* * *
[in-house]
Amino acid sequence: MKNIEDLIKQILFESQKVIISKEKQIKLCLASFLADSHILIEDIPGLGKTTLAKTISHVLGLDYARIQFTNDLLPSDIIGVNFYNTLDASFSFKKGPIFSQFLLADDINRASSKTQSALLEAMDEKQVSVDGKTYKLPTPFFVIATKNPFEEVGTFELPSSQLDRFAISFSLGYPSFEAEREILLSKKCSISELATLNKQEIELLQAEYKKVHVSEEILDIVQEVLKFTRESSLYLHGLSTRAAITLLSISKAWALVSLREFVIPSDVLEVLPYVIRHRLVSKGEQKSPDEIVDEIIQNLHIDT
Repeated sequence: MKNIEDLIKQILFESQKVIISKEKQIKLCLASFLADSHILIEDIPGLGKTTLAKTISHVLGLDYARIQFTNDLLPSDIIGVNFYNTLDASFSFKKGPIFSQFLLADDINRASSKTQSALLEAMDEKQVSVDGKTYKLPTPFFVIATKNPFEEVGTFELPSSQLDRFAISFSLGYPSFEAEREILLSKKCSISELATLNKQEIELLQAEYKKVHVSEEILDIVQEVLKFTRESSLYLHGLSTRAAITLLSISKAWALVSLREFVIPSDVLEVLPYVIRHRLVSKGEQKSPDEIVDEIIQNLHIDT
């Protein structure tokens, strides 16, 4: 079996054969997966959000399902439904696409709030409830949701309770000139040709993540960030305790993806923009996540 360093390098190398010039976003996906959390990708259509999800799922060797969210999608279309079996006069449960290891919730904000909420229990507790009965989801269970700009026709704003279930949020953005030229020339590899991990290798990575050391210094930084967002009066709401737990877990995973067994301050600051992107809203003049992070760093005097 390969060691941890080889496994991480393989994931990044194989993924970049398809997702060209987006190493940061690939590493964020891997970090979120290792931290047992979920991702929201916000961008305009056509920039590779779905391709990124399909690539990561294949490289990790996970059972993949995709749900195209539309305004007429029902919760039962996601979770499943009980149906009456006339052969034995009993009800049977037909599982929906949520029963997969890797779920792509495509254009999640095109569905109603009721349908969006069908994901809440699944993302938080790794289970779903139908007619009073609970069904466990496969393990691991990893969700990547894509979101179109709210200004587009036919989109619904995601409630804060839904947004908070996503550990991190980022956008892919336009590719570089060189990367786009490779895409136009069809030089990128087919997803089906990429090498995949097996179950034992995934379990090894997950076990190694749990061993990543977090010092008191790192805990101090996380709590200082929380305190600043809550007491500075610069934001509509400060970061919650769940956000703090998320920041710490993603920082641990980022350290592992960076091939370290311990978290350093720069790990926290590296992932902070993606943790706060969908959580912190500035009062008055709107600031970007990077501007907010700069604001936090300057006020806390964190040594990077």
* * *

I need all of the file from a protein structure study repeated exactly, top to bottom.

[in-house]
Amino acid sequence: MKNIEDLIKQILFESQKVIISKEKQIKLCLASFLADSHILIEDIPGLGKTTLAKTISHVLGLDYARIQFTNDLLPSDIIGVNFYNTLDASFSFKKGPIFSQFLLADDINRASSKTQSALLEAMDEKQVSVDGKTYKLPTPFFVIATKNPFEEVGTFELPSSQLDRFAISFSLGYPSFEAEREILLSKKCSISELATLNKQEIELLQAEYKKVHVSEEILDIVQEVLKFTRESSLYLHGLSTRAAITLLSISKAWALVSLREFVIPSDVLEVLPYVIRHRLVSKGEQKSPDEIVDEIIQNLHIDT
Repeated sequence: MKNIEDLIKQILFESQKVIISKEKQIKLCLASFLADSHILIEDIPGLGKTTLAKTISHVLGLDYARIQFTNDLLPSDIIGVNFYNTLDASFSFKKGPIFSQFLLADDINRASSKTQSALLEAMDEKQVSVDGKTYKLPTPFFVIATKNPFEEVGTFELPSSQLDRFAISFSLGYPSFEAEREILLSKKCSISELATLNKQEIELLQAEYKKVHVSEEILDIVQEVLKFTRESSLYLHGLSTRAAITLLSISKAWALVSLREFVIPSDVLEVLPYVIRHRLVSKGEQKSPDEIVDEIIQNLHIDT
């Protein structure tokens, strides 16, 4: 079996054969997966959000399902439904696409709030409830949701309770000139040709993540960030305790993806923009996540 360093390098190398010039976003996906959390990708259509999800799922060797969210999608279309079996006069449960290891919730904000909420229990507790009965989801269970700009026709704003279930949020953005030229020339590899991990290798990575050391210094930084967002009066709401737990877990995973067994301050600051992107809203003049992070760093005097 390969060691941890080889496994991480393989994931990044194989993924970049398809997702060209987006190493940061690939590493964020891997970090979120290792931290047992979920991702929201916000961008305009056509920039590779779905391709990124399909690539990561294949490289990790996970059972993949995709749900195209539309305004007429029902919760039962996601979770499943009980149906009456006339052969034995009993009800049977037909599982929906949520029963997969890797779920792509495509254009999640095109569905109603009721349908969006069908994901809440699944993302938080790794289970779903139908007619009073609970069904466990496969393990691991990893969700990547894509979101179109709210200004587009036919989109619904995601409630804060839904947004908070996503550990991190980022956008892919336009590719570089060189990367786009490779895409136009069809030089990128087919997803089906990429090498995949097996179950034992995934379990090894997950076990190694749990061993990543977090010092008191790192805990101090996380709590200082929380305190600043809550007491500075610069934001509509400060970061919650769940956000703090998320920041710490993603920082641990980022350290592992960076091939370290311990978290350093720069790990926290590296992932902070993606943790706060969908959580912190500035009062008055709107600031970007990077501007907010700069604001936090300057006020806390964190040594990077």